Slack shares plunge 20 percent post showing results: firm explains how the pandemic and its rivalry with Microsoft are slowing growth - Slack shares plunged 20% in trading at the close of markets, after its financial results exceeded Wall Street's expectations in terms of revenue, but not in terms of pace of growth.

The telework platform has announced revenues of 215.9 million dollars during the second quarter of its fiscal year, about 183.5 million euros at the current exchange rate. It represents an increase of 49% over the same period last year, and is on par with the growth that the company has recorded in the last two quarters.

However, if you compare these figures with other companies that have benefited from the telework boom, such as Zoom, whose revenues have skyrocketed by 355%, Slack's numbers are disappointing for many analysts and investors.

"In any other year, these numbers would be solid. But the growth of Zoom, Microsoft Teams, Cisco Webex and others in the sector casts a lot of doubt on what Slack's growth will be like, " said Dan Newman, analyst at Futurum Research.

Despite exceeding the expectations that had been agreed on Wall Street on its profits in the quarter, Slack's results are not a resounding success as they have been Zoom's results, abound several analysts a Business Insider.

If Slack were to grow as Zoom has done, "it would have signaled in the previous quarter, and this quarter would have been important, too," continues Newman of Futurum Research. "And given the boom in telework, the company has failed to impress in either quarter."

Rishi Jaluria is an analyst at D. A. Davison and is more optimistic: he believes that this is a case where " the short-term winds against weigh more than the long-term winds in favor."

Slack shares plunge 20 percent post showing results

In a meeting with shareholders, Slack CEO Stewart Butterfield explained that many customers of the platform are facing economic hardship because of the COVID-19 pandemic.

Slack has seen many of its customers leave and growth in paid users has declined since the beginning of the year, as detailed in its latest financial results. This means that many customers are reducing their subscription plans to fewer workers, and others are abandoning their subscriptions.

Some analysts speculate that Microsoft Teams, one of Slack's rivals, is also taking a toll on growth on the platform.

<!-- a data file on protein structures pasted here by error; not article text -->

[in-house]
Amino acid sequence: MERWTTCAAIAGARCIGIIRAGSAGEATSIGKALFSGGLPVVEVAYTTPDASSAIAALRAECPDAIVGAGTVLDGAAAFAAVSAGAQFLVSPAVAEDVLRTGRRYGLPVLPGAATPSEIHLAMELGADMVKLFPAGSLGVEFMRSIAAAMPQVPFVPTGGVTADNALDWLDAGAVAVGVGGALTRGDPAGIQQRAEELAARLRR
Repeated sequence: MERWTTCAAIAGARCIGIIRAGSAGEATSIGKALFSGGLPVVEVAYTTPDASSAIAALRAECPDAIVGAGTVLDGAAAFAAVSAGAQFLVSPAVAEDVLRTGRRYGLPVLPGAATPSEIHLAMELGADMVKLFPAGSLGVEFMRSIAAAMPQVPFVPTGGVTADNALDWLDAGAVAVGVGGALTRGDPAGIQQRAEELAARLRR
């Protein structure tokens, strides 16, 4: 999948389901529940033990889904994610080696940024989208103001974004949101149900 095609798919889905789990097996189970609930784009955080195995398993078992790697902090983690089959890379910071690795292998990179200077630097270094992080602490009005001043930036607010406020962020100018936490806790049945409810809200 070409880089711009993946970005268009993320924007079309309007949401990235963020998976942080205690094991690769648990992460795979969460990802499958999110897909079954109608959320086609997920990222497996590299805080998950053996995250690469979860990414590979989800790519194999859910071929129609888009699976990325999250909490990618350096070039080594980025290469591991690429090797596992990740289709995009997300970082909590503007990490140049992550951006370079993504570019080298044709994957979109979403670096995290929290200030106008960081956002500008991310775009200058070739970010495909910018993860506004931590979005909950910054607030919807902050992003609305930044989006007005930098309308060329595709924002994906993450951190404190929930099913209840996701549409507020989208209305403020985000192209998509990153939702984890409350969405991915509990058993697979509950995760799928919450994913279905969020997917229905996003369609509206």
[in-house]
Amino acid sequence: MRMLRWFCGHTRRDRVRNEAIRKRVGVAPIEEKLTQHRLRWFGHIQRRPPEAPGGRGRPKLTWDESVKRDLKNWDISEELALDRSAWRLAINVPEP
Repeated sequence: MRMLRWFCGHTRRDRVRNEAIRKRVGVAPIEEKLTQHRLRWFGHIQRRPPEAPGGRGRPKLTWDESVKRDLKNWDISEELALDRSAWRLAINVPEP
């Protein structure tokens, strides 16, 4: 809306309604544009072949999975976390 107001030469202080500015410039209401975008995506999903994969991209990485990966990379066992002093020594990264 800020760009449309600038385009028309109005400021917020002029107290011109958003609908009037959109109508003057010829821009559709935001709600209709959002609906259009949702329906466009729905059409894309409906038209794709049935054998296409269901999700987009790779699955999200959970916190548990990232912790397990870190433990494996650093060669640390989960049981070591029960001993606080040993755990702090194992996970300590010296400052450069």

Although Slack has seen an increase in the number of Customers-8,000 new paid subscribers during the quarter, to be precise - growth is being slower than Wall Street expected.

Slack's growth during the first quarter of the fiscal year was also disappointing, so with the financial results the firm showed on Tuesday, the company is already accumulating two quarters with figures similar to previous pandemic figures. Their rivals have boasted of much faster growth.

Butterfield explained this week to analysts that many companies are adjusting budgets more during the second quarter and that " the urgency of the moment favors short-term solutions to solve immediate problems." So I suggested that this dynamic does not benefit Slack. The firm's Chief Financial Officer, Allen Shim, argued that the current situation is making its sales cycle longer.

During the first half of the year, Slack granted aid worth up to $ 11 million to its pandemic-affected customers to alleviate their expenses, of which $ 7 million was granted in the first quarter alone. Shim also argued that only 20% of its customers are from industries directly affected by the pandemic.

As businesses sink and reduce their spending on Slack, the platform has seen at least 50 customers who paid between $ 100,000 and $ 150,000 a year —between $ 85,000 and $ 130,000— have lowered their subscription plans and now pay between $ 50,000 and $ 100,000 —between $ 42,000 and $ 85,000.

Last year, in the same quarter, only 10 customers accounted for this reduction in this spending range at Slack.

"When our customers adjust, freeze hiring or hire at a much lower rate, net money retention is negatively impacted," said Slack'S CEO. "This impact is direct. And because of our tight billing policies, and the substantial number of small users with monthly plans, it seems that this has been reflected in our numbers much faster than in other firms in the industry."

Some analysts also point out that Slack's growth could remain stable and not soar due to its competition with Microsoft Teams. Microsoft offers Teams as part of its productivity application package, Office 365, which many firms already have access to. This makes Teams a convenient option for many firms that have had to telework.

"I think information technologies are becoming more standardized, and many firms will be choosing Teams, which is already part of Office 365," Newman said.

Wedbush's Dan Ives agrees and believes Microsoft Teams is" a clear threat " to Slack.

Even before the financial results were presented, many analysts argued that Slack was under increasing pressure for its competition with Teams. In July, Slack filed an antitrust lawsuit against Microsoft and its Teams with the European Commission.

Butterfield, the CEO of Slack, however, cleared these shadows during the presentation of the results. He maintained that the ratio of 'victory' against Teams remains the same on the part of Slack. "There is no doubt that it causes some friction and that we must overcome them, but it puts no limit to our growth."

Slack shares plunge 20 percent post showing results

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